We both loved Dohany synagogue, but Obuda synagogue was not yet rebuilt in 1994.

Hels said...


Great story, isn't it? By the way, I feel the same way about Historic Houses of Romania, an eye-opening blog about a country we should know more about.

I DO read about Hungarian history and architecture, but only a chapter here and there. Surprising really, since my brother married a Hungarian and my huband's brother was born in Hungary.

Hels said...


Your mother's cakes, chocolate drinks and coffees were amazing. I think the entire Austro-Hungarian empire must have been amazing.

Jane and Lance Hattatt said...

Hello Helen:
We have so enjoyed your wonderful post about our adopted city of Budapest and its Jewish heritage. Indeed, there is much to enchant the visitor to Budapest, not least of which are the many Jewish places of interest including the Dohany Street synagogue which we understand to be the largest in Europe.

Our apartment is in District 6 so is placed very centrally for much of the vibrant life of Pest and very close to the 7th and 13th Districts which are still recognised as being heavily influenced by Jewish culture and everyday life.

For us, one of the great joys of living in Budapest is that it still retains its 'café society' and we could possibly conduct our own tour of the coffee house both grand and modest which do seem to be on every street corner!

jeronimus said...

So many synagogues were destroyed during WW2. I'm glad this beautifully proportioned work of architecture survived.

Parnassus said...

Hello Hels, I wasn't aware that Budapest had such an historically strong Jewish population. Your are right, that temple certainly doesn't look like one from the outside, although it is a handsome building.

This article is redolent of the city's cosmopolitan past, of which I am glad to see, partly via the Hattatt's blog, that so much has survived or is being revived.
--Road to Parnassus

Emm in London said...

Oh, what a lovely post! I would love to visit Budapest and I have some Serbian friends studying there so I am greatly enjoying seeing the city through their eyes.

I had a heavy heart reading this, knowing what happened to the Hungarian Jews at Auschwitz but am pleased that Budapest has such a large population! When I visited Novi Sad in Serbia, I learned that the community was only about 700. It's crazy.

The Obuda synagogue is intriguing! It absolutely doesn't look like a synagogue.

Hels said...

Jane and Lance

I don't think I realised where you lived in Budapest and even if I did, I haven't been there since 1994. Probably things have changed a great deal in the last 19 years.

District 6 must be perfect for the active cultural life in the centre of Pest. Do you have easy access to musical events? theatre? Is your Hungarian good enough to full participate?

Hels said...


Budapest oil refineries, bridges, communications and storage tanks were bombed by American air raids; Russians besieged the city from the East and Germans destroyed the Jewish institutions in the city. It was indeed a miracle that this beautifully proportioned synagogue survived largely intact.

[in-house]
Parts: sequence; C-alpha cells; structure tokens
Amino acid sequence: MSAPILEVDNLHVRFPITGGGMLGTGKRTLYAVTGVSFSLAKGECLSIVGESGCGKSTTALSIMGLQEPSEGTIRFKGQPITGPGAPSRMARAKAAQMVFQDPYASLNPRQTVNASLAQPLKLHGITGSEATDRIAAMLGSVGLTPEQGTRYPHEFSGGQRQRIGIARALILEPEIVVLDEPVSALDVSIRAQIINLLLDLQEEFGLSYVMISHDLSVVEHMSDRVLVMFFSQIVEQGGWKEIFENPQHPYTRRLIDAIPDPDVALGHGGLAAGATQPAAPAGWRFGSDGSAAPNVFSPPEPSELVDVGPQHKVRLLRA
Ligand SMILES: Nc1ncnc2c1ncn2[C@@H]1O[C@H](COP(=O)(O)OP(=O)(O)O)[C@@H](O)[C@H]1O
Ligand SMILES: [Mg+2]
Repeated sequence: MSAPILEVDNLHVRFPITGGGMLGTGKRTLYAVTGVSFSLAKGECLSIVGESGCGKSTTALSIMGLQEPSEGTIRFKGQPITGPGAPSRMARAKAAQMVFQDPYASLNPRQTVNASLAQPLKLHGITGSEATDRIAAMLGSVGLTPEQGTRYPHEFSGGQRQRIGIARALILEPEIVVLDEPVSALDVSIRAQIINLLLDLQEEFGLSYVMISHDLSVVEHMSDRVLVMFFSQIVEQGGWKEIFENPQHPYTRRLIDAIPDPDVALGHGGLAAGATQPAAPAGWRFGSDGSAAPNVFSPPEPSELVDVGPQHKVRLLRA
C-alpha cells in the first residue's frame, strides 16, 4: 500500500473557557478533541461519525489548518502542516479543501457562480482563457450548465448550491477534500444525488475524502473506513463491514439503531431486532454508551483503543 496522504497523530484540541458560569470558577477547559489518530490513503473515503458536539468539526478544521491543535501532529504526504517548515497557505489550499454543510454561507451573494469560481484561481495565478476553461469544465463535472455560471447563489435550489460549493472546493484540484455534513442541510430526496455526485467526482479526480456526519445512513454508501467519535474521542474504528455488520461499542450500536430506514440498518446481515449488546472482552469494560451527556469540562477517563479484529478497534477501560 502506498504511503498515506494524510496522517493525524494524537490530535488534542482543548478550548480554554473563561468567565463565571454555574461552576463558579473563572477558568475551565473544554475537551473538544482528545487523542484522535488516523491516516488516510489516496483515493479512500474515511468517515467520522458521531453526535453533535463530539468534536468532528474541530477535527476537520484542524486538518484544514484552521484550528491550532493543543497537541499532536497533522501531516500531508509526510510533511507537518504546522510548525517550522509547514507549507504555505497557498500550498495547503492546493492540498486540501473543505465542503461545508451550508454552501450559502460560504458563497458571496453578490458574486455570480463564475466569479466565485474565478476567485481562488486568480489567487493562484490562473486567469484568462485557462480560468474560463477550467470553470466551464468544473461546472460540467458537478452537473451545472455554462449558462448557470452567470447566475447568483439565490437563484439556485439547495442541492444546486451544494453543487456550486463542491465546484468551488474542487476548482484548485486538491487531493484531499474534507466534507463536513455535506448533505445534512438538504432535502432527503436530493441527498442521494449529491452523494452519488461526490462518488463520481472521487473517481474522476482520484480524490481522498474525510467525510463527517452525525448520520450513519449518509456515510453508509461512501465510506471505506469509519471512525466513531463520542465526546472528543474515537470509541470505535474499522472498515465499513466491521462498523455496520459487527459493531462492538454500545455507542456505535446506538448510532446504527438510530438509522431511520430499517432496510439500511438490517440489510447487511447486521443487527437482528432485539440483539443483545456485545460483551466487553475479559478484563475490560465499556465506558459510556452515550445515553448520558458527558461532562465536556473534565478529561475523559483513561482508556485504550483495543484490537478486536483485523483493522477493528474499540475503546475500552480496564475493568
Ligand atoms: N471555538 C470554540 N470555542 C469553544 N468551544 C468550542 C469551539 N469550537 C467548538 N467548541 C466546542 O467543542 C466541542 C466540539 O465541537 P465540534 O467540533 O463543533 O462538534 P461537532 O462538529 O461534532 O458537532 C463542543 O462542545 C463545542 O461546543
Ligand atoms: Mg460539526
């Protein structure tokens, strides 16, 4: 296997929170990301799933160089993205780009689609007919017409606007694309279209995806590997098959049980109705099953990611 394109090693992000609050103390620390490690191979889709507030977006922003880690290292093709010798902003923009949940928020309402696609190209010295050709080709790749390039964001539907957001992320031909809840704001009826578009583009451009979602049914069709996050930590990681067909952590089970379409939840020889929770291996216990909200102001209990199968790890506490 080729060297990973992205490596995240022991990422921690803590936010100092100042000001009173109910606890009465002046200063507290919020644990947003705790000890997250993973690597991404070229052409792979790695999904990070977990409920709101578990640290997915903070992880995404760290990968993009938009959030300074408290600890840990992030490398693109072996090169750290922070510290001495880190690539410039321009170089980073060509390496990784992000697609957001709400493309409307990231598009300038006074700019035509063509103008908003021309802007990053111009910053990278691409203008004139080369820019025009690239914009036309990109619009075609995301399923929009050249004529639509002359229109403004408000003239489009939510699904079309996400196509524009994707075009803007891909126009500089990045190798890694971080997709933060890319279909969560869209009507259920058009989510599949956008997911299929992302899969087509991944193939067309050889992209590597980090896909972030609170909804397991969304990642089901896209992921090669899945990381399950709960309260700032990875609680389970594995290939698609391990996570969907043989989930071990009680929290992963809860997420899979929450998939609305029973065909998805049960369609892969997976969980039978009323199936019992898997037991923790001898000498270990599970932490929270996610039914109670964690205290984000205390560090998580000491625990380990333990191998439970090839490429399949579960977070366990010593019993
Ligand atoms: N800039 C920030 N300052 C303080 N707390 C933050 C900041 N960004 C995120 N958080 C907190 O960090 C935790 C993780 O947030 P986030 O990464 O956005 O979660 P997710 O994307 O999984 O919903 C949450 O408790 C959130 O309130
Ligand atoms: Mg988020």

Hels said...


It is a fascinating dilemma. In rebuilding a city post-war, there is always a tension between preserving and slowly renovating historical buildings Vs pulling everything down and quickly building modern replacements. I hope the city fathers err on the side of architectural caution.

Hels said...


me too! Joe and I saw Budapest and Prague through my mother in law's stories and then her eyes.

It is interesting that although they were Czechs, both my in laws had to learn Hungarian when their town was absorbed by expanding Hungarian borders. Their high school education was completed exclusively in Hungarian.

Lord Cowell said...

I wasn't expecting the barrel vaulted ceiling inside! It is quite a well proportioned building.

Did the Jews have much of an artistic presence in Obuda/Pest?

I must admit that Hungary is still on my to do list. It is quite a hike from down under.

Hels said...

Lord Cowell

There were surprisingly few visual artists of international fame, except for the odd star like Isidor Kaufmann, Marcel Breuer and László Moholy-Nagy. But when it comes to writers, architects, composers and musicians, Hungary's cupboard would have been very bare, had it not been for the Jewish community.

p.s Always find a relative in the cities you want to visit. You will still have to pay for the plane fare from the Antipodes, but at least you won't have to pay for hotels, food and car. My spouse, bless him, has relatives in Vienna, Prague and Budapest!

Jane and Lance Hattatt said...

Hello Hels [again]:
Music is, in fact, one of our great interests and joys in life. We are situated less than five minutes' walk from the Opera House and about the same from the Music Academy.

Happily our Hungarian is sufficient to get us by!!

Hels said...

Jane and Lance

My TOTAL knowledge of Hungarian runs to a couple of expressions I learned decades ago:
Nem értem
Hogy vagy
Jó napot kívánok,
Igen darlink :)
Köszönöm szépen

It is a much more difficult language than German, French or the Slavic languages, I think.